We have 17km to go from lunch to the end. It’s now 13h15. We savour every remaining moment and are glad, but sad, when we reach Seddonville at 14h15.
We call Adrian to let him know we’re in, then settle down to wait over a well-deserved pizza and a couple of beers (ginger for Steve).
We don’t see chopper boys or Alex again, but we say goodbye to our fellow freeze-dried companions, who get in shortly after us. They luckily are staying at the famed Rough & Tumble Lodge for the night, but sadly we were unable to get a booking, so instead we arranged a 2-way shuttle.
Adrian is mightily impressed. He was not expecting a call until around 18h00. ” You guys done really well. You smoked it!” he says, looking at me somewhat differently,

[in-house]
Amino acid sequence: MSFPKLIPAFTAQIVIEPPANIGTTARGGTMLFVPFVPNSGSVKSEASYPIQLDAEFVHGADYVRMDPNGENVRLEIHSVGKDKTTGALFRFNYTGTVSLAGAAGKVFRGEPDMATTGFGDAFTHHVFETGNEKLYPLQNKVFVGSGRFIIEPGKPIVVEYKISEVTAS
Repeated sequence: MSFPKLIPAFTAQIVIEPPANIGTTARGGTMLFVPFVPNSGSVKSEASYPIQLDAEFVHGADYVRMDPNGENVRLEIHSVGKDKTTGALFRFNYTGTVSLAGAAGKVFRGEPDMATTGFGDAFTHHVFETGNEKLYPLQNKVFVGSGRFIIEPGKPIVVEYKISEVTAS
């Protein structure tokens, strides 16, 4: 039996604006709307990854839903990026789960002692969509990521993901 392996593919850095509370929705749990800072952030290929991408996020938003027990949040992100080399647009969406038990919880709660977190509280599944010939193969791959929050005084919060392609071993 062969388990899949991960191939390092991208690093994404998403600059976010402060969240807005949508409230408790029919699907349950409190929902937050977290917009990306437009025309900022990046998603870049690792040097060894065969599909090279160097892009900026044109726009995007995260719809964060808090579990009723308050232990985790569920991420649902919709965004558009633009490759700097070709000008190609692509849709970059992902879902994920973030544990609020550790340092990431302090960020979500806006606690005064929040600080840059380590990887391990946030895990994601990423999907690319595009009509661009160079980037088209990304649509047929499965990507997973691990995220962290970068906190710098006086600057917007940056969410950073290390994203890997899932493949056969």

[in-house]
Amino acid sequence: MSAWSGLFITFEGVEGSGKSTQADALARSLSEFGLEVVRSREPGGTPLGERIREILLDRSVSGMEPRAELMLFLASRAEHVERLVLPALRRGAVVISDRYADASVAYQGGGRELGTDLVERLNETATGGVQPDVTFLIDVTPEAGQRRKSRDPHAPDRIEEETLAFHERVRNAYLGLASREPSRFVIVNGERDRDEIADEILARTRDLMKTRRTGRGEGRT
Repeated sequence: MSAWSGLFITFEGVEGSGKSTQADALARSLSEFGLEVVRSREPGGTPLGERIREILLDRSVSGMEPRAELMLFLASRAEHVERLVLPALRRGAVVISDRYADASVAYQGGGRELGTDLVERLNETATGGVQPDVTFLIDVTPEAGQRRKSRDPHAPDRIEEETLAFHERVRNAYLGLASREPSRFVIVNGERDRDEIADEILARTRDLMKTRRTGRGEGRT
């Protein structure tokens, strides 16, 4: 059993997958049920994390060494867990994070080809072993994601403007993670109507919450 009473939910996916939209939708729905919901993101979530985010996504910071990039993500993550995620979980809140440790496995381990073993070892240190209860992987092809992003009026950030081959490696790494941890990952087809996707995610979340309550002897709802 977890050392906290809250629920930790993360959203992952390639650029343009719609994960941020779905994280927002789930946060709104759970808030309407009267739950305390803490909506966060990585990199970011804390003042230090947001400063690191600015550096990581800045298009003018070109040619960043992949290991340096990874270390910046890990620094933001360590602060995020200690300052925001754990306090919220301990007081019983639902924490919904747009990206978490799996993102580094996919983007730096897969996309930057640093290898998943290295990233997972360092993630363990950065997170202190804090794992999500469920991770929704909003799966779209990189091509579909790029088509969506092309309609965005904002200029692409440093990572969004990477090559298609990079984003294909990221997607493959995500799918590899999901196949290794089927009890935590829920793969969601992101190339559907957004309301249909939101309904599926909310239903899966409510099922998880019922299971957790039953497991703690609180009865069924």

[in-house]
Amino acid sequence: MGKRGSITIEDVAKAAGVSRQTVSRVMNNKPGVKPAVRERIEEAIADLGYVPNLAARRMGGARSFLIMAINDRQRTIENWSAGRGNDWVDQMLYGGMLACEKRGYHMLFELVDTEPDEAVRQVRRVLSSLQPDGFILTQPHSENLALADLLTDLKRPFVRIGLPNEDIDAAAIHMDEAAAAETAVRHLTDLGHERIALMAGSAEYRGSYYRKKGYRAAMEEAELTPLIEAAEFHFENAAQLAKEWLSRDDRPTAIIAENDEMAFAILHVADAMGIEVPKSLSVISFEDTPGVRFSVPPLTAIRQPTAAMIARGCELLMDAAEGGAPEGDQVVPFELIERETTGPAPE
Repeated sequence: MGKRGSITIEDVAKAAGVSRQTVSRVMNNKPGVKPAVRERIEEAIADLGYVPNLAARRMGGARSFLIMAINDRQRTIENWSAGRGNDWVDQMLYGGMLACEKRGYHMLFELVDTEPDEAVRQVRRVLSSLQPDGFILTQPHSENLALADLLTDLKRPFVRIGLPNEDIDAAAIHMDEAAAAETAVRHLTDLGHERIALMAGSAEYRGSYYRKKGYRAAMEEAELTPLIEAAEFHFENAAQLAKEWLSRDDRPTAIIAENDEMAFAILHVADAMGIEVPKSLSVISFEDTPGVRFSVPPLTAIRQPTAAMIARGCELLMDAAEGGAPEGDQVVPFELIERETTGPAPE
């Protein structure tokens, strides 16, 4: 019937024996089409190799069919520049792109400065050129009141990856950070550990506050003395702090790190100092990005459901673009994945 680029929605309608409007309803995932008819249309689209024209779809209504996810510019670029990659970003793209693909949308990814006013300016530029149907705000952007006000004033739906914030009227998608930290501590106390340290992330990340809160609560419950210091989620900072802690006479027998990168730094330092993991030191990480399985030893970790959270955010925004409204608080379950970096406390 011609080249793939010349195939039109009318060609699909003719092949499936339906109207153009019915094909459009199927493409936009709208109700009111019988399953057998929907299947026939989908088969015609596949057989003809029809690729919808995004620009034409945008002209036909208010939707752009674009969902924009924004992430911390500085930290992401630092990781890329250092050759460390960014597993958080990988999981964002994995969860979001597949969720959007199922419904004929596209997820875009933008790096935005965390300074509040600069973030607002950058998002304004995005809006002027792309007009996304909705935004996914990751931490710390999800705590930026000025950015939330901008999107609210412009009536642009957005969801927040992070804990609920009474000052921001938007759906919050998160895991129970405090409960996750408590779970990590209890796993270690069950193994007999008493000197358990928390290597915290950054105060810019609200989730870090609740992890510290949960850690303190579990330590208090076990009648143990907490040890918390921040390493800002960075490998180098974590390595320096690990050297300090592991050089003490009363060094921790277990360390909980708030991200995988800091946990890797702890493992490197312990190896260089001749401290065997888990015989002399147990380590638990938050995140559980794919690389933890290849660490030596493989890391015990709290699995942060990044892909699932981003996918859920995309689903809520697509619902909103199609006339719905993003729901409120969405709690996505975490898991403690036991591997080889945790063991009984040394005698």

” I’ve had guys on $20 000 bikes complaining about how difficult the trail was and taking twice as long!” I shrug, I am used to being underestimated.
Steve and I both agree this was one of the best rides of our lives and we highly recommend it to any serious mountain biker! You should do it sooner rather than later though, as the “Health & Safety” brigade are fast getting their claws into this one and soon it will be considerably dumbed down.
Already there are a large number of poles erected along the trail in readiness for the stringing up of safety railings and we came upon workers drilling and blasting along a particularly exposed section. We think this is a shame. Not only is it a blight on the landscape, ruining the incredible vistas, but it detracts from the integrity of the trail, leading to a false sense of security and the assumption that if there’s no barrier, there’s no risk. After all, half the fun is the inherent danger!!
If you’re interested, have a look at the link below: